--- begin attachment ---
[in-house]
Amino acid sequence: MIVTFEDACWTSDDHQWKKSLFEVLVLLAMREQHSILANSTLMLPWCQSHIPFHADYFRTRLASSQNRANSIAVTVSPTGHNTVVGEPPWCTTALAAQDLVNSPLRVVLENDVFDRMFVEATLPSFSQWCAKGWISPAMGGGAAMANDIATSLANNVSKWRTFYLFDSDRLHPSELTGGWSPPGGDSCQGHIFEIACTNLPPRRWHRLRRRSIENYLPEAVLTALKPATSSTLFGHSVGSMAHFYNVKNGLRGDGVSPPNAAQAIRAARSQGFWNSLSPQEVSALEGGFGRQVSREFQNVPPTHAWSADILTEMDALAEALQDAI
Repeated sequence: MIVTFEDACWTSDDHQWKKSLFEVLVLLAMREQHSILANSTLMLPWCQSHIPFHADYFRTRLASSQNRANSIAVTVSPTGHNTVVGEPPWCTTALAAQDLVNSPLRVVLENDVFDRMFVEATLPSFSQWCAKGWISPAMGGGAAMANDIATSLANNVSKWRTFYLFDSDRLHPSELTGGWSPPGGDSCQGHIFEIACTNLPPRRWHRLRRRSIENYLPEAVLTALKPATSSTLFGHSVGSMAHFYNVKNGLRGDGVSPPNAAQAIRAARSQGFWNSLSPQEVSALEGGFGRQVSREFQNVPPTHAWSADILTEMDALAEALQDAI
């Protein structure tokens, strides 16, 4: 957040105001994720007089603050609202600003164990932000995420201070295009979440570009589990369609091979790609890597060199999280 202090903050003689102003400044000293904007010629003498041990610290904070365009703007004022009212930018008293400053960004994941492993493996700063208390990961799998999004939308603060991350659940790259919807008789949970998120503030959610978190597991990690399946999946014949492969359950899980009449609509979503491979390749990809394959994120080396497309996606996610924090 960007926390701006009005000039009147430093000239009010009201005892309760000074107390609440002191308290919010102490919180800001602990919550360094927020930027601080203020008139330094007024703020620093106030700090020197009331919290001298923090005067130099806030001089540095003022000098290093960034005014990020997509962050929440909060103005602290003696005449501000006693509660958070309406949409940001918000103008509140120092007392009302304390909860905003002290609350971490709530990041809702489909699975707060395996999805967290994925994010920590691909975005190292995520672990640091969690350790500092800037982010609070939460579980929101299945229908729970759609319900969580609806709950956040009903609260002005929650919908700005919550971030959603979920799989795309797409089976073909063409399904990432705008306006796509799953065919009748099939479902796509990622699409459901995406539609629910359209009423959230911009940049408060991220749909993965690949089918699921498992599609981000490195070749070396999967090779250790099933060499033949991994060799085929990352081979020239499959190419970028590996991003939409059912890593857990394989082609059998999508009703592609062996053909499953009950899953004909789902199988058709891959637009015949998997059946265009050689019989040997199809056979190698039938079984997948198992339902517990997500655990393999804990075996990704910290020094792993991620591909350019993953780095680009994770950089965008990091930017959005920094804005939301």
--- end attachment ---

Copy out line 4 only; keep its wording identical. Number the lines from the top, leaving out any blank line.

């Protein structure tokens, strides 16, 4: 957040105001994720007089603050609202600003164990932000995420201070295009979440570009589990369609091979790609890597060199999280 202090903050003689102003400044000293904007010629003498041990610290904070365009703007004022009212930018008293400053960004994941492993493996700063208390990961799998999004939308603060991350659940790259919807008789949970998120503030959610978190597991990690399946999946014949492969359950899980009449609509979503491979390749990809394959994120080396497309996606996610924090 960007926390701006009005000039009147430093000239009010009201005892309760000074107390609440002191308290919010102490919180800001602990919550360094927020930027601080203020008139330094007024703020620093106030700090020197009331919290001298923090005067130099806030001089540095003022000098290093960034005014990020997509962050929440909060103005602290003696005449501000006693509660958070309406949409940001918000103008509140120092007392009302304390909860905003002290609350971490709530990041809702489909699975707060395996999805967290994925994010920590691909975005190292995520672990640091969690350790500092800037982010609070939460579980929101299945229908729970759609319900969580609806709950956040009903609260002005929650919908700005919550971030959603979920799989795309797409089976073909063409399904990432705008306006796509799953065919009748099939479902796509990622699409459901995406539609629910359209009423959230911009940049408060991220749909993965690949089918699921498992599609981000490195070749070396999967090779250790099933060499033949991994060799085929990352081979020239499959190419970028590996991003939409059912890593857990394989082609059998999508009703592609062996053909499953009950899953004909789902199988058709891959637009015949998997059946265009050689019989040997199809056979190698039938079984997948198992339902517990997500655990393999804990075996990704910290020094792993991620591909350019993953780095680009994770950089965008990091930017959005920094804005939301």